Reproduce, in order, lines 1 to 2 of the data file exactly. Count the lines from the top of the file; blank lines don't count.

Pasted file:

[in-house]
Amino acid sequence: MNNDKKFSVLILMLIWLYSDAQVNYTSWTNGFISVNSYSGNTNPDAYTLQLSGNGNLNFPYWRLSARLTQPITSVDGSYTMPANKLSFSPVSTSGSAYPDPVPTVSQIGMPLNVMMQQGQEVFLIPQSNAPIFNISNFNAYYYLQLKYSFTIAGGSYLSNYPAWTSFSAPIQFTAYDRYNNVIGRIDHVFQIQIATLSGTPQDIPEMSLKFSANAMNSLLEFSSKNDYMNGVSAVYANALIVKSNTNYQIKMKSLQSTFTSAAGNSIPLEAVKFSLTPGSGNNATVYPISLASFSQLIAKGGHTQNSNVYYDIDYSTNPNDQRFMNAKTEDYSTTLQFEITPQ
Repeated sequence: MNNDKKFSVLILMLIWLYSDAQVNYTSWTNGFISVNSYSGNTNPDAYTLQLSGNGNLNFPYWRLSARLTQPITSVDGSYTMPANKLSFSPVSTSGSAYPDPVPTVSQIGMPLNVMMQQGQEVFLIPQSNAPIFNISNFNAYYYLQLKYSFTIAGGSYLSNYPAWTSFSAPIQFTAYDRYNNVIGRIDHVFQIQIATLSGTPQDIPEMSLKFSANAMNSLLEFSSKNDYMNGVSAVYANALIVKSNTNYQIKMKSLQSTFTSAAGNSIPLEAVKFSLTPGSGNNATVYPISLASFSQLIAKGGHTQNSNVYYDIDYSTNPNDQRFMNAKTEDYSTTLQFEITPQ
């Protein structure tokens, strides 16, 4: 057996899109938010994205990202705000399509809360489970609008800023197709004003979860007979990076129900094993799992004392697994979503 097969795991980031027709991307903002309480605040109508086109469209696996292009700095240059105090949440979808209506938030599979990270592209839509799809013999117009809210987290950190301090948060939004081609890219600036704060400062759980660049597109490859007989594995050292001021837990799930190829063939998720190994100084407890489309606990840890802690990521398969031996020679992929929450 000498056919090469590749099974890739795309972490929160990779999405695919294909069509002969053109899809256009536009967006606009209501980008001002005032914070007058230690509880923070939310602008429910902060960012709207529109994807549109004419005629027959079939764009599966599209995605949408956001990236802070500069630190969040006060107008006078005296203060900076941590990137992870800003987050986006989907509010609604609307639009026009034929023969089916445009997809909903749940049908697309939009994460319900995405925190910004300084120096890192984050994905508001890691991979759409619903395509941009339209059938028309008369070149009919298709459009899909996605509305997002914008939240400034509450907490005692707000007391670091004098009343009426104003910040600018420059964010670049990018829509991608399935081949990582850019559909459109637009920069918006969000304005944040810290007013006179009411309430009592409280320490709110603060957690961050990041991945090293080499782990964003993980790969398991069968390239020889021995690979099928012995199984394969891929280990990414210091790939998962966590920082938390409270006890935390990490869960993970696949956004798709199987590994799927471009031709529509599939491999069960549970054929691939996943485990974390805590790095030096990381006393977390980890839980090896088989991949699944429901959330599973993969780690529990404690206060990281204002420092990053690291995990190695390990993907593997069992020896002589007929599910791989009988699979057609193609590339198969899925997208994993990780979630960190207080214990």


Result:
[in-house]
Amino acid sequence: MNNDKKFSVLILMLIWLYSDAQVNYTSWTNGFISVNSYSGNTNPDAYTLQLSGNGNLNFPYWRLSARLTQPITSVDGSYTMPANKLSFSPVSTSGSAYPDPVPTVSQIGMPLNVMMQQGQEVFLIPQSNAPIFNISNFNAYYYLQLKYSFTIAGGSYLSNYPAWTSFSAPIQFTAYDRYNNVIGRIDHVFQIQIATLSGTPQDIPEMSLKFSANAMNSLLEFSSKNDYMNGVSAVYANALIVKSNTNYQIKMKSLQSTFTSAAGNSIPLEAVKFSLTPGSGNNATVYPISLASFSQLIAKGGHTQNSNVYYDIDYSTNPNDQRFMNAKTEDYSTTLQFEITPQ